Show-n-Tell Thursday

Sorting categories by count

Yet more XML and AJAX, what can I say, it's just so much fun playing around with this stuff.

While in Sweden we were talking about how a real "nice to have" would be to be able to get a list of categories sorted by the number of documents in each category. As has become patently obvious I am not a Notes client guy, but on the browser this is really pretty simple. There are two steps that we need to go through.

So what we're aiming to get is a list of the categories that are in this blog and then sort them by the number of documents within each category.

Step 1 - Getting the data
This is where the AJAX comes in. Recently I have switched over to using prototype for all of my AJAX calls, it's a really powerful (and free) javascript library which handles all of your AJAX needs and some more besides. You may have noticed the new "Now Playing" block over on the left which is using prototype to make a request every 5 minutes to see what I'm listening to in iTunes.

So to get the XML for the categories I do the following:
function getCategories()
{
var a=$H(
{
collapseview: "true",
count: 1000
}
);
var myAjax = new Ajax.Request(
'http://www.11tmr.com/11tmr.nsf/BlogByCategoryCount?readviewentries',
{method: 'get', parameters: a.toQueryString(), onComplete: outputCategories}
);
}

To me this is why prototype is so great, I just need to give it a URL and some parameters and it will go and handle everything else for me including browser issues. The final URL we're building here is:
http://www.11tmr.com/11tmr.nsf/BlogByCategoryCount?readviewentries&count=1000&collapseview=true
When the URL is loaded then prototype will call the "outputCategories" function and pass in the response from the URL (whether that be XML or HTML or text doesn't matter at this point).

Step 2 - Sorting the Data
OK, now we have the XML of the view, one entry per category thanks to the "collapseview" URL parameter. The attributes of each entry tell us the number of blog entries under each category (the "children" attribute) and also the total number of documents for the category (i.e. the number of blog entries plus the number of comments as well) in the "descendants" attribute:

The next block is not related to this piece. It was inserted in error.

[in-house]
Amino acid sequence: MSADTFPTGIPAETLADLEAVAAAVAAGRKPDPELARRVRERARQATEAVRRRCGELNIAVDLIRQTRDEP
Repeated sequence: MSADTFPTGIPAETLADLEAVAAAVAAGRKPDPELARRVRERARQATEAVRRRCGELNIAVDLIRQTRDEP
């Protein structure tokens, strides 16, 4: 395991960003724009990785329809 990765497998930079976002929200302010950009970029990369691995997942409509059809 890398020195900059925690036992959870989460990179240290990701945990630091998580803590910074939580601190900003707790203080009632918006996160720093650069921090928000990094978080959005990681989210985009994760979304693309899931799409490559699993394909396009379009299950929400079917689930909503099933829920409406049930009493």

This next bit I can't claim credit for, instead I pass on thanks to Breaking Par Consulting who posted a great tip about sorting multi dimensional arrays in javascript. The pattern is to create a class function, in this case it has three properties - Category Title, Count and Number of Comments. We loop through the XML and create a category object for each category and place the new object into an array. After the array has been populated it's just a matter of calling the sort method but making sure that you give it a function to define the sort rule:
...
for (i=0; i {
cat = getInnerText(results[i].getElementsByTagName("entrydata")[0]);
count = parseInt(results[i].attributes[2].value, 10);
comments = parseInt(results[i].attributes[3].value, 10) - count;
aCats.push(new category(cat, count, comments));
}

aCats.sort(sortCount);
...


function category(title, count, comments)
{
this.Title = editReplace(title, "\n", "");
this.Count = count;
this.Comments = comments;
}

/*
sorting pattern courtesy of Breaking Par
http://www.breakingpar.com/bkp/home.nsf/0/87256B280015193F87256C8D00514FA4
*/
function sortCount(a, b)
{
var x = a.Count;
var y = b.Count;
return ((x > y) ? -1 : ((x < y) ? 1 : 0));
}

The Result
Hopefully that makes sense. If not then go and have a look at the final result and follow through the whole code there.